I'm all for questioning new or "hype" projects, but it's unfair to describe Caddy as such. NGINX is very dated, and whilst it performs fantastically in specific use cases, it's good to have a new alternative that's more forgiving in the many new challenges we face today.

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siy profile image
Sergiy Yevtushenko

Well, taking into account that vast majority of networking code across all operating systems is written in C or C++, Go ecosystem is more or less usable at best. And I know what I'm talking about because at one of my previous jobs I was writing networking tools in Go.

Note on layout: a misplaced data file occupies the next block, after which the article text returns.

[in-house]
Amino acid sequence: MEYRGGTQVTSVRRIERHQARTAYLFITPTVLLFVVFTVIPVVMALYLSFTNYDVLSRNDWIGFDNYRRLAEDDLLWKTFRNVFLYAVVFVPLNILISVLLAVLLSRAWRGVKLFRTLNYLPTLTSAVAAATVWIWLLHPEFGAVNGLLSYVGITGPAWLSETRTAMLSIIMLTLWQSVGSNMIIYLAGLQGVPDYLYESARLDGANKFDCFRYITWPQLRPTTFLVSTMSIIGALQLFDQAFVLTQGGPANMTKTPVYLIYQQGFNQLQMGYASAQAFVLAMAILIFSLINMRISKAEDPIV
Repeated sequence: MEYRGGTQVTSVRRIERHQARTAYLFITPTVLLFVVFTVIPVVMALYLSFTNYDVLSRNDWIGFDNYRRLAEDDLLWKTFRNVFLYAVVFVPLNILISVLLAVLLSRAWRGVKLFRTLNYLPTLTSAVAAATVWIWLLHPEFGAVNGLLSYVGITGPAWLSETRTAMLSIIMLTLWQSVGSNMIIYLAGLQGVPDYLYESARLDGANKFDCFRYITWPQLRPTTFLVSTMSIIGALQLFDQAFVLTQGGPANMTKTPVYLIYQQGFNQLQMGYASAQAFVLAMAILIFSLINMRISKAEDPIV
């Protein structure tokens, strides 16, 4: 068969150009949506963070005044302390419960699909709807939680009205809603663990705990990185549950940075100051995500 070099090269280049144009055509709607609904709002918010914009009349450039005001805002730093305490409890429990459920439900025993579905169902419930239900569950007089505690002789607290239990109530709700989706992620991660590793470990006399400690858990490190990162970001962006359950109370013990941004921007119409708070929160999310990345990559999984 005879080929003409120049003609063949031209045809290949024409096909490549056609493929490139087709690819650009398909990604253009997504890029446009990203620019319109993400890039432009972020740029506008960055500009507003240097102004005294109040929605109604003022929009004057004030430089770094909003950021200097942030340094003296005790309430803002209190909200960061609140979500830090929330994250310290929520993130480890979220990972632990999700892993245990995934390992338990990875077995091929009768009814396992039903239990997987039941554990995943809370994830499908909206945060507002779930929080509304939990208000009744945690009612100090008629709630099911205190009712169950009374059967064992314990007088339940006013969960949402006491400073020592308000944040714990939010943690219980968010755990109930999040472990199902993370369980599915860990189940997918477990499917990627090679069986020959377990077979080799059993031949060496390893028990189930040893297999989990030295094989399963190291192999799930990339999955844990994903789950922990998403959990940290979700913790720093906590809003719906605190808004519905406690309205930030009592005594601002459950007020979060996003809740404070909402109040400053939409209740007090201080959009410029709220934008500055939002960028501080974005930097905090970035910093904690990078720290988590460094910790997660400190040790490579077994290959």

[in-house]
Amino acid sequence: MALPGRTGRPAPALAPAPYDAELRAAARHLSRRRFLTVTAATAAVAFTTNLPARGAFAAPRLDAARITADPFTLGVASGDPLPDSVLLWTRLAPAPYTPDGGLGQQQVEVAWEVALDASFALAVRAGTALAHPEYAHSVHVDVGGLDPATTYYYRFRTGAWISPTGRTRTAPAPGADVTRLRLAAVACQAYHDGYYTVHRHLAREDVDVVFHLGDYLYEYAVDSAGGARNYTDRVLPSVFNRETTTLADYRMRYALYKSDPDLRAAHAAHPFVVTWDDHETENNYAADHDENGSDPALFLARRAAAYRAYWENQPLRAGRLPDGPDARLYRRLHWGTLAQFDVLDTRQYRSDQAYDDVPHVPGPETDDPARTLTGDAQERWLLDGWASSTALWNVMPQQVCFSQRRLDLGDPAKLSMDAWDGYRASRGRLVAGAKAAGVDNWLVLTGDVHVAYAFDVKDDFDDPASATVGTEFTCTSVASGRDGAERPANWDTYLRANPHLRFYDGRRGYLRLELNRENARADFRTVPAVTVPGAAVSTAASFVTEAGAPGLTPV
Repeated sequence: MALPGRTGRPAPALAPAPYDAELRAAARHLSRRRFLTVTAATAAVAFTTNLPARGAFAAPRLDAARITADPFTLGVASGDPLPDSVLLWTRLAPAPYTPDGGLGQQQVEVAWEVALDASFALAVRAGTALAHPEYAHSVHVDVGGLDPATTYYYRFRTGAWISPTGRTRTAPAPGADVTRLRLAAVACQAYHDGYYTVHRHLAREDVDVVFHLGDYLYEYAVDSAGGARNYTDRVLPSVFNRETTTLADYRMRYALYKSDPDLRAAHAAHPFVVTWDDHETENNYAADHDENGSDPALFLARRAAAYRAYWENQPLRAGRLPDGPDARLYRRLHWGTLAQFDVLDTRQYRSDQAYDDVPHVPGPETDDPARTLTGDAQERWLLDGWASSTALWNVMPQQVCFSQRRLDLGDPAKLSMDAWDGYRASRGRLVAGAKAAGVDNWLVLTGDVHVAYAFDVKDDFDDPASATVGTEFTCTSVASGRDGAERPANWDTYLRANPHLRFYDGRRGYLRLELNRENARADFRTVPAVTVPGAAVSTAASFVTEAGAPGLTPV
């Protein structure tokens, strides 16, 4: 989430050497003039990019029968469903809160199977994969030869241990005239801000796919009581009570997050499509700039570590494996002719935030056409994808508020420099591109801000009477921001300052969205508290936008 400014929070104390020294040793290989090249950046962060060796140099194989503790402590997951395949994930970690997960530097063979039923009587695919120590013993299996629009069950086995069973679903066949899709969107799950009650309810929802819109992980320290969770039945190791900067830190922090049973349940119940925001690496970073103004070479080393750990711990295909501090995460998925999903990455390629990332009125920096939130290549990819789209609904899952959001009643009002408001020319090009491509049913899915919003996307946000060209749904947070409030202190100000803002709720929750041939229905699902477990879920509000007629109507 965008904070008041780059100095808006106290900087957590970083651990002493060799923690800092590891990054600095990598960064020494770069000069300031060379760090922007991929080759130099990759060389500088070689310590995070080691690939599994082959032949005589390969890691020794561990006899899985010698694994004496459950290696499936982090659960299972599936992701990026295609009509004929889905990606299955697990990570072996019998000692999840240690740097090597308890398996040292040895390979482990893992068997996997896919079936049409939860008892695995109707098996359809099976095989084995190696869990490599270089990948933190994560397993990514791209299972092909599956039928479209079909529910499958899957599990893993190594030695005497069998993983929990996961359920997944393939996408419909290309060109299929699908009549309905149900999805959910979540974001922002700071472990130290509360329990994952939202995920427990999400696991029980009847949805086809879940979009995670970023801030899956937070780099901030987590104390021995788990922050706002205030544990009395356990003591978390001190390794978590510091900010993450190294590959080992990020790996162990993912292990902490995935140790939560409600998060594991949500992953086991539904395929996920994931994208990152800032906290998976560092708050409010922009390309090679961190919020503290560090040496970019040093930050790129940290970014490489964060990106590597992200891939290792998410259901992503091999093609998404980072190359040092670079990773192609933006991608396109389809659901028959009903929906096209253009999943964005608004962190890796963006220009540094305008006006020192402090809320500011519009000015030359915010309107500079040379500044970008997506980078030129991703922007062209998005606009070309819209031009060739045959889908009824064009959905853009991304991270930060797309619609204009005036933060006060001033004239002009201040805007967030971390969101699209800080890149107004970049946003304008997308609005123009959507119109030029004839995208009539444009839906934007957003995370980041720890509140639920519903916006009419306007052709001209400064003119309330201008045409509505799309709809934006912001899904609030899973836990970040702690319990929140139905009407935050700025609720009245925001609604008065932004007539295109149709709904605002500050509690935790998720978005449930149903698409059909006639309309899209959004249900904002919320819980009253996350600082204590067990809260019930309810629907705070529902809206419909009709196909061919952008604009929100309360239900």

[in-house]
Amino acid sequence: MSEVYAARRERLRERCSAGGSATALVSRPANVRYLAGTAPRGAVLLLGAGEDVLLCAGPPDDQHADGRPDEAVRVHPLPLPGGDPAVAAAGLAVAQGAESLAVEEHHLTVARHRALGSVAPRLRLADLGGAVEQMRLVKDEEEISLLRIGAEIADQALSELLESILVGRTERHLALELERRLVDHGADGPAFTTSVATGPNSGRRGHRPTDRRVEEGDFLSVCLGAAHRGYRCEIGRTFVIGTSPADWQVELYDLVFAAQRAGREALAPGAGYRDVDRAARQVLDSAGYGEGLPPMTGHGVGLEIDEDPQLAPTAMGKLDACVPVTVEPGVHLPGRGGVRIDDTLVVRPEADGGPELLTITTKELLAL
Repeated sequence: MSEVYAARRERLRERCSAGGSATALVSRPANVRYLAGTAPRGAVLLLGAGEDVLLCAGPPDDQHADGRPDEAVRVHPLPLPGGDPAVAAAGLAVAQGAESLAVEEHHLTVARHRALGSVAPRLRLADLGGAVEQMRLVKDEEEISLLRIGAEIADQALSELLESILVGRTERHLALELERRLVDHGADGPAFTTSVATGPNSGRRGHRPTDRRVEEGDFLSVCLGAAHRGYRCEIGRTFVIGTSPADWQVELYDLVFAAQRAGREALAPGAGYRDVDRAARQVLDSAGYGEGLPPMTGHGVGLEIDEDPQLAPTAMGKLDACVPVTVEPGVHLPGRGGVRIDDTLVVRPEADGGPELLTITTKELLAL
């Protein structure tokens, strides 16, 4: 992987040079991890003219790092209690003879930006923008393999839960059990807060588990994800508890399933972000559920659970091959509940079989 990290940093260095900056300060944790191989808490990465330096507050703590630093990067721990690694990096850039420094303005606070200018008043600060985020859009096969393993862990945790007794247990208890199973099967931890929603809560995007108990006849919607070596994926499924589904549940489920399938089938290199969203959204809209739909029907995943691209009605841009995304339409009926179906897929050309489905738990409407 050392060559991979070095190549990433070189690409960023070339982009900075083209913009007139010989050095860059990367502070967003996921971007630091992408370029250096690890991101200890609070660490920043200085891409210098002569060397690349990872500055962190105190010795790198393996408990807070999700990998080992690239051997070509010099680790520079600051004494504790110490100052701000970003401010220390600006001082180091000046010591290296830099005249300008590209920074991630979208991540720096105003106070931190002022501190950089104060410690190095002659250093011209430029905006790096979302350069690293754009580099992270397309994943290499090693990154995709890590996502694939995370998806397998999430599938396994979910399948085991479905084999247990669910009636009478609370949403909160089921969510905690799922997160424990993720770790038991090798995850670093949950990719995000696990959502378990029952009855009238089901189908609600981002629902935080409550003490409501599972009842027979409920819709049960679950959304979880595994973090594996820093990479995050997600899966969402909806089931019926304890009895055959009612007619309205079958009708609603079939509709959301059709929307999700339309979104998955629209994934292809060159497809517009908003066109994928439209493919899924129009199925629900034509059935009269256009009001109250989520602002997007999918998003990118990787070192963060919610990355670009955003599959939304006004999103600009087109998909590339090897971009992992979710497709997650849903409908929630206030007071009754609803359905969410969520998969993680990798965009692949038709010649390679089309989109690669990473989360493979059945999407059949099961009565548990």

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freedom profile image
Freedom • Edited

@sergiy Yevtushenko
I came across your comment recently, on the other hand, comparing static HTML/dynamic content seem it's a good replacement for PHP-FPM+Nginx with just Go that gave more than 3x performance on a VPS with 1vCPU. At least, that the next logical step to consider since you are probably aware majority of websites on shared hosting are running PHP. Overpaying for lower performance efficiency is bad.